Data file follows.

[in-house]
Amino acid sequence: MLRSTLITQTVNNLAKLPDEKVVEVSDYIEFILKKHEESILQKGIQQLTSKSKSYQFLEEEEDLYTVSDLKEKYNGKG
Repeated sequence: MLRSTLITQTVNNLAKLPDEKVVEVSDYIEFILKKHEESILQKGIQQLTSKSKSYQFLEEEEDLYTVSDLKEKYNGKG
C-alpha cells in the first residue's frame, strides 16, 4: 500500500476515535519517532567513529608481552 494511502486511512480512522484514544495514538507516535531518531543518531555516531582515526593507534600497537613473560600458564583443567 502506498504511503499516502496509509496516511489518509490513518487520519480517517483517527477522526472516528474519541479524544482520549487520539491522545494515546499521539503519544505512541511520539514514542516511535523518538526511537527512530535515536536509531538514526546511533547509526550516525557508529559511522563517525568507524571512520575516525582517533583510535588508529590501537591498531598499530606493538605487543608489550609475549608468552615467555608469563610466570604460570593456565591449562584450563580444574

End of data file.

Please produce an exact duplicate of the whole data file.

[in-house]
Amino acid sequence: MLRSTLITQTVNNLAKLPDEKVVEVSDYIEFILKKHEESILQKGIQQLTSKSKSYQFLEEEEDLYTVSDLKEKYNGKG
Repeated sequence: MLRSTLITQTVNNLAKLPDEKVVEVSDYIEFILKKHEESILQKGIQQLTSKSKSYQFLEEEEDLYTVSDLKEKYNGKG
C-alpha cells in the first residue's frame, strides 16, 4: 500500500476515535519517532567513529608481552 494511502486511512480512522484514544495514538507516535531518531543518531555516531582515526593507534600497537613473560600458564583443567 502506498504511503499516502496509509496516511489518509490513518487520519480517517483517527477522526472516528474519541479524544482520549487520539491522545494515546499521539503519544505512541511520539514514542516511535523518538526511537527512530535515536536509531538514526546511533547509526550516525557508529559511522563517525568507524571512520575516525582517533583510535588508529590501537591498531598499530606493538605487543608489550609475549608468552615467555608469563610466570604460570593456565591449562584450563580444574